Where to find the best flat white in Melbourne
Love your coffee? Here are the best places to find a delicious flat white in the city that invented the drink.
- October 2019
It's not hard to find great coffee in a city that prides itself on its love for caffeine. But what is the best of the best? As a certified Melburnian coffee lover, I go on a mission to seek out the best flat white... here's what I found.
The journey begins with an existential question: what exactly is a flat white? Is it just a cappuccino in witness protection? Is it a cafe latte for people who don’t want their Italian accent mocked? Our oracle is St Ali, one of the pioneers of the third-wave caffeine revolution that put Melbourne on the global coffee map. “A flat white is pretty much the same as a latte – a little stronger but also less froth,” says the barista at the South Melbourne flagship store as she pours a St Ali Orthodox: a dark-roasted, old-school blend that tastes like semi-dark chocolate fell in love with a Milky Way bar and decided to make a hot drink.
Brother Baba Budan
Named after the 17th-century Sufi who’s said to have smuggled coffee beans out of Yemen, this city outpost of the Seven Seeds café and roastery empire knows its coffee and has the devoted acolytes to show for it. After biding my time in a long queue, the richly caramel flattie proves worth the wait and the quasi-religious reverence the staff show for their product makes me want to take a bag of the good stuff to go.
Monk Bodhi Dharma
It has to be done but a visit to the suburban café that won notoriety last year for serving a AUD $150 coffee doesn’t necessarily involve taking out a second mortgage to enjoy a brew made of José Alfredo #227 from a limited run of Panamanian beans. I splash out nonetheless on a AUD $7 flat white made with the house Disciple Roasters blend and their own house-made almond milk. Mmm, nutty.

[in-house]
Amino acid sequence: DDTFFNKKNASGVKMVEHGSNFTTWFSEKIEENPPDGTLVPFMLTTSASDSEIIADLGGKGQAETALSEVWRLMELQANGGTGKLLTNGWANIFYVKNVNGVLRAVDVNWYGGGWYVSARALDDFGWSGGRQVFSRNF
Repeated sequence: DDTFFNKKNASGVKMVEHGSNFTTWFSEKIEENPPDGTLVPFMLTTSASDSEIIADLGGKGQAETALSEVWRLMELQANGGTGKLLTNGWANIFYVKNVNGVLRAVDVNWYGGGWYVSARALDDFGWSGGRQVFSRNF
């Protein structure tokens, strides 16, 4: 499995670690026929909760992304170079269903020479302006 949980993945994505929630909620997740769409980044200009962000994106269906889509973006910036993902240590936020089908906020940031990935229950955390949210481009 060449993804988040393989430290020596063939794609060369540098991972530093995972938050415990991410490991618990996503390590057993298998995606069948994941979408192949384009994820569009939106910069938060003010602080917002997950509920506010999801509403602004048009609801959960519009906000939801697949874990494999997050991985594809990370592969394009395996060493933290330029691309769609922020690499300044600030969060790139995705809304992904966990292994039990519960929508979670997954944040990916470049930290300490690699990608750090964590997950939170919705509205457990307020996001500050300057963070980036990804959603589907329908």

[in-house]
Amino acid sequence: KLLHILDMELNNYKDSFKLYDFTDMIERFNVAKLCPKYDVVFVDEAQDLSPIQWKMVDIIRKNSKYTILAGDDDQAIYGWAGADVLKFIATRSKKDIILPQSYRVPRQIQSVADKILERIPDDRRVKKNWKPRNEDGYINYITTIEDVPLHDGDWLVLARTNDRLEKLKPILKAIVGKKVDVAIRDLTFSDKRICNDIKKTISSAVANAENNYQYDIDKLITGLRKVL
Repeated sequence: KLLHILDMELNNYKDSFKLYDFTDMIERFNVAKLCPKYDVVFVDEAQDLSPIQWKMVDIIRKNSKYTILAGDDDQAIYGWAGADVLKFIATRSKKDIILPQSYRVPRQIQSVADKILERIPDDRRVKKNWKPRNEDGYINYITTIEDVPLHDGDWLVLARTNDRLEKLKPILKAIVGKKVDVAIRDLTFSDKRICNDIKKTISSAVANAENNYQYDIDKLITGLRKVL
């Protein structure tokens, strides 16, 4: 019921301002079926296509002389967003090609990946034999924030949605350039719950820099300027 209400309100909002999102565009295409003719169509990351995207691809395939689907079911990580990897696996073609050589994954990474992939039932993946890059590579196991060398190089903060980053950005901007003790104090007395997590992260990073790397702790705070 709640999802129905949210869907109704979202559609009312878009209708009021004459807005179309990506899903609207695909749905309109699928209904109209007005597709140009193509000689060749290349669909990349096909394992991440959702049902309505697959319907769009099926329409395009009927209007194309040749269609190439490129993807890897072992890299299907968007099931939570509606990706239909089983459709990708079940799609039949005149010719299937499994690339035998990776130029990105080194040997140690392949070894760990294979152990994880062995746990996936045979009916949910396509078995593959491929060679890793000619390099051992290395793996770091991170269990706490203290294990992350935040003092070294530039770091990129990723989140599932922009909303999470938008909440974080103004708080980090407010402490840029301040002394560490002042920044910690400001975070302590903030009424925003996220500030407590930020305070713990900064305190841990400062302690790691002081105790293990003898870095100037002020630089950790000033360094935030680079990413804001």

“The customers who order their coffee hot but not too hot are the worst,” confides the brightly tattooed barista at this landmark roastery and café as he pours a super-silken number at a temperature that Baby Bear would have declared just right – had he been allowed to drink coffee. Meanwhile, controversy erupts at the table. “The flat white was definitely invented in New Zealand,” says my Kiwi mate as we get stuck into a cross-Tasman slanging match invoking the names of Russell Crowe, Phar Lap and Neil Finn.
In honour of the Italian immigrants who brought real espresso to Melbourne c. 1930, it’s off to the swank new Flinders Lane premises of Carlton stalwarts Brunetti and its metal-clad coffee counter. There’s no table service, alas. You give your order and wait for the ticket to be called. It’s probably the only thing here that doesn’t scream la dolce vita – because everything from the looped film of Anita Ekberg swanning around the Trevi fountain to the heavily accented waiter who calls every woman in earshot “Bella” transports you straight to Italy. And the coffee? A workhorse Italian with rough edges and a lingering kick.
All hail the purists who refuse to serve coffee with soy, almond or any other non-dairy “mylk” (because it curdles, they argue). Now spanning a six-café empire, including the stunning 1920s-styled venue at the Queen Victoria Market’s Dairy Produce Hall, Market Lane serves a flat white for the ages: robust, lingering and as full-bodied as a 1967 Ford Falcon. It’s so good, in fact, I break my cardinal rule of one coffee a day and throw caution to the wind with a second. New York better watch out – at this rate, Melbourne is going to be the city that never sleeps.
Fun fact: by law, school drop-off in Melbourne necessitates coffee at the nearest café. Well, not really, but after surviving rock band assembly I think it should be a legal imperative to restore energy levels at my cute neighbourhood café in Fitzroy North. The flat white and my friend’s cafe latte arrive in identical black ceramic cups looking like monozygotic twins but the waitress doesn’t blink. “Who ordered the flat white?” she asks valiantly. Verdict: nice try on the interchangeable language but too heavy on the milk for a true Melbourne coffee aficionado.
Patricia Coffee Brewers
“Sunshine” reads the neon sign curling across the ceiling and it’s what grey Melbourne sorely needs today. Just as well this standing room only bolthole in the heart of the legal district diffuses liquid sunshine into a cup. It’s not a place where you’ll be spoiled for choice: the menu comes down to black, white or filter. The flat white is swoon-worthily smooth and velvety – and extra points go to the glass of sparkling water that arrives free.